And your argument about public versus private education is specious...the education system is sufficiently complex that it can't really be compared with the equally complex healthcare system. Yes, it's true that some basic amount of education for all benefits society. Then again, how many parents don't give a rat's ass about how their kid does in school since they don't see themselves as personally invested in it? I went to public schools, too...they can succeed. But many of their failures could be chalked up to a lack of competition. That is, public schools don't *really* have to compete with any other school system to get $. A parent who wants to pay to send their kid to a better private school still has to pay property taxes to cover local school system costs, in addition to the private tuition. I'm not advocating the complete privatization of schools (yet...still have to think more about all the options), but I can at least see how adding a privatized aspect to school systems (like school choice and voucher programs) would serve to benefit individuals and society as a whole.
The same thing goes for healthcare. Removing regulation on the system, which only serves to protect special interest groups, including doctors, insurance companies, pharmaceuticals, who are already in the game, would take the system closer to perfect competition, which would result in better and cheaper healthcare.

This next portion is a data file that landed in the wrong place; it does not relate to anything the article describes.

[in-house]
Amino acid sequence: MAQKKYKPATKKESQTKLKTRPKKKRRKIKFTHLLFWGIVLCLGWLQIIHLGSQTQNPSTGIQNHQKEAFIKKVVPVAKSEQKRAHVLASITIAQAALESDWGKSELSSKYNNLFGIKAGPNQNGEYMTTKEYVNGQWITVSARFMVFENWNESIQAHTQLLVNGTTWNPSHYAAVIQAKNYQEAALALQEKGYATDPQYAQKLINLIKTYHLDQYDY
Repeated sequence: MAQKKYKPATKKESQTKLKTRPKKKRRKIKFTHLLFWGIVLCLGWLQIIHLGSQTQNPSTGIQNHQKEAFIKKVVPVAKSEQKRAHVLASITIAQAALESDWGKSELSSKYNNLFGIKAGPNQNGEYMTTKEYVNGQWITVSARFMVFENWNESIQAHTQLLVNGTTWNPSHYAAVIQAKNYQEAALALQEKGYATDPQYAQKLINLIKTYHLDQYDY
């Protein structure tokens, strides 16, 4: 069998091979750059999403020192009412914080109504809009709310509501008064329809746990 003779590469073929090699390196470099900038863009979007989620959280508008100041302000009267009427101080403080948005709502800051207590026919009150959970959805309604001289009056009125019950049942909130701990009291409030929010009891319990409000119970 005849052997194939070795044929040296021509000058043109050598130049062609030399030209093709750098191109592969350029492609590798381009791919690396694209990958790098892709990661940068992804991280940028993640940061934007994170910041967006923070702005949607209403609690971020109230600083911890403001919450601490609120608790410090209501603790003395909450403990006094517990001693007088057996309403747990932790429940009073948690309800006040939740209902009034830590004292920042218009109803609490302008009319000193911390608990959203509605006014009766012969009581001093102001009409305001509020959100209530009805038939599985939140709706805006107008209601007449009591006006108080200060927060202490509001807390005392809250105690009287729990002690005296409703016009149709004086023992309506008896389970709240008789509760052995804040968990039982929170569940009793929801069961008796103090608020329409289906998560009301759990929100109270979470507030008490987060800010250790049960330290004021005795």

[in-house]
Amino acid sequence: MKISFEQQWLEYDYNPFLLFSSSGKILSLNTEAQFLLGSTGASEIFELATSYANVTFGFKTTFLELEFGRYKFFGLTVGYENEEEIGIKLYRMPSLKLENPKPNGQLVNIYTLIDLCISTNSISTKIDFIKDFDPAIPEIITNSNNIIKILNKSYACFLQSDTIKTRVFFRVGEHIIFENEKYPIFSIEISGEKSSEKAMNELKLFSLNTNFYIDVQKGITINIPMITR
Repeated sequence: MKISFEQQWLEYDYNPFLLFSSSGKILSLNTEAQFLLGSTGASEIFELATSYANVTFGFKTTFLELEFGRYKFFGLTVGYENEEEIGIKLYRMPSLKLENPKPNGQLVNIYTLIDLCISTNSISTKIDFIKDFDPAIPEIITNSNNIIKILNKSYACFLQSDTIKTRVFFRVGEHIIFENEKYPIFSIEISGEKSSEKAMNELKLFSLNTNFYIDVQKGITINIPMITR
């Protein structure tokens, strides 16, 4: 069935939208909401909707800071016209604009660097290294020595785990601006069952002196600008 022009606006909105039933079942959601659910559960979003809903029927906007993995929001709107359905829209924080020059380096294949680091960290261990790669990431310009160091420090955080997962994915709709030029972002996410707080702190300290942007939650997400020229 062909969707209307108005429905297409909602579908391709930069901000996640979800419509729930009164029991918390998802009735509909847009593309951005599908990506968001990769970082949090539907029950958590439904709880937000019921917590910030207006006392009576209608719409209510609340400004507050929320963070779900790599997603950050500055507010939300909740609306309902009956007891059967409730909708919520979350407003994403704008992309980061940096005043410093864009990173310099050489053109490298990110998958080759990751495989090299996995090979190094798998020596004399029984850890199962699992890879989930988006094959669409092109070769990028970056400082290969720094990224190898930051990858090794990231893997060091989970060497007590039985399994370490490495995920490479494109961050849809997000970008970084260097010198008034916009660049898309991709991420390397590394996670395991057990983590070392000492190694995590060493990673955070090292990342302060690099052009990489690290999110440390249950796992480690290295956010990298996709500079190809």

For example, why does the FDA have a monopoly on what we can and cannot be prescribed? That's another HUMONGOUS reason why healthcare costs so much...the development costs of bringing drugs to market (along with associated costs like buttering up FDA officials) is huge. This is largely due to the regulatory beast and the risk of a drug not getting "approved" (companies have to make up for the losses they incur on drugs that don't get approved). Oftentimes, they just didn't schmooze the FDA well enough. Why can't a cancer patient who is terminal decide whether he/she is willing to try a potential breakthrough drug?? If anything, remove that regulatory function and open the market up to "certification" companies, who would provide the assurance about a particular drug.

An example of this in another industry is Underwriters Labs, who certifies that electrical devices have met certain specifications of safety and reliability. We could have those for drugs, and then people (and doctors) could decide what amount of certification they would require for their risk tolerance. One side benefit of this would be a better informed public.